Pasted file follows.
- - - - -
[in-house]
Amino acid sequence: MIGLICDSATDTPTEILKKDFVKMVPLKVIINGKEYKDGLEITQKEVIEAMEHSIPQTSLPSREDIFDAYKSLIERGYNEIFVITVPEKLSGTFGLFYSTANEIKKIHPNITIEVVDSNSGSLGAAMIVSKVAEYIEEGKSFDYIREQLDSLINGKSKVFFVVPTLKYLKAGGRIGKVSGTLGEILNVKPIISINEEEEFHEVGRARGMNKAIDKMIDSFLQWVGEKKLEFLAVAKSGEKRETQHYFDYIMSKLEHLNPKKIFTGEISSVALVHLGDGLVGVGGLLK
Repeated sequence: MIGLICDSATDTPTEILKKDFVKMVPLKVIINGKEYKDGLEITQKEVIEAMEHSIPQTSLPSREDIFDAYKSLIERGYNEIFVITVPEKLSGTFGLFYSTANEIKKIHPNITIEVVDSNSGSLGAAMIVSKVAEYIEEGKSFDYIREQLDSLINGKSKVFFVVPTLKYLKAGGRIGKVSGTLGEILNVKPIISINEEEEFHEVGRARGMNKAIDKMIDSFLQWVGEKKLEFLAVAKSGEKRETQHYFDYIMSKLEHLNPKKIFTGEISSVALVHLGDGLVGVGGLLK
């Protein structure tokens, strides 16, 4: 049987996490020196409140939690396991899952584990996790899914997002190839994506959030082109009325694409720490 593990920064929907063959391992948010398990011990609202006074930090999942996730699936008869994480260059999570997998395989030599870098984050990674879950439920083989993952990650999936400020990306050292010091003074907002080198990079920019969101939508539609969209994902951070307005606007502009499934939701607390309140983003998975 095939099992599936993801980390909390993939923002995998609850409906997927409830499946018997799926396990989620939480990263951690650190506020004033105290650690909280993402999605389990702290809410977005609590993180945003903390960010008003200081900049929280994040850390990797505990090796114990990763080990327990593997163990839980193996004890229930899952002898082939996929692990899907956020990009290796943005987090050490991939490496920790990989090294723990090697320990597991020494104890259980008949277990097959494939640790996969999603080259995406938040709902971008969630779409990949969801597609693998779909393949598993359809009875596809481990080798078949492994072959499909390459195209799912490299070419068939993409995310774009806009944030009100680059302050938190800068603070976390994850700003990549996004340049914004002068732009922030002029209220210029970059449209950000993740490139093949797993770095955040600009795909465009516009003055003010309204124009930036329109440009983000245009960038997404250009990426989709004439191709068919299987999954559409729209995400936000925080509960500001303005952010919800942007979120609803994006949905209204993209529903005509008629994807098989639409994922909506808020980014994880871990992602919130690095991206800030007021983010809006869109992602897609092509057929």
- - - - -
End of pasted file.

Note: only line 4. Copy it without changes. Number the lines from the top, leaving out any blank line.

């Protein structure tokens, strides 16, 4: 049987996490020196409140939690396991899952584990996790899914997002190839994506959030082109009325694409720490 593990920064929907063959391992948010398990011990609202006074930090999942996730699936008869994480260059999570997998395989030599870098984050990674879950439920083989993952990650999936400020990306050292010091003074907002080198990079920019969101939508539609969209994902951070307005606007502009499934939701607390309140983003998975 095939099992599936993801980390909390993939923002995998609850409906997927409830499946018997799926396990989620939480990263951690650190506020004033105290650690909280993402999605389990702290809410977005609590993180945003903390960010008003200081900049929280994040850390990797505990090796114990990763080990327990593997163990839980193996004890229930899952002898082939996929692990899907956020990009290796943005987090050490991939490496920790990989090294723990090697320990597991020494104890259980008949277990097959494939640790996969999603080259995406938040709902971008969630779409990949969801597609693998779909393949598993359809009875596809481990080798078949492994072959499909390459195209799912490299070419068939993409995310774009806009944030009100680059302050938190800068603070976390994850700003990549996004340049914004002068732009922030002029209220210029970059449209950000993740490139093949797993770095955040600009795909465009516009003055003010309204124009930036329109440009983000245009960038997404250009990426989709004439191709068919299987999954559409729209995400936000925080509960500001303005952010919800942007979120609803994006949905209204993209529903005509008629994807098989639409994922909506808020980014994880871990992602919130690095991206800030007021983010809006869109992602897609092509057929």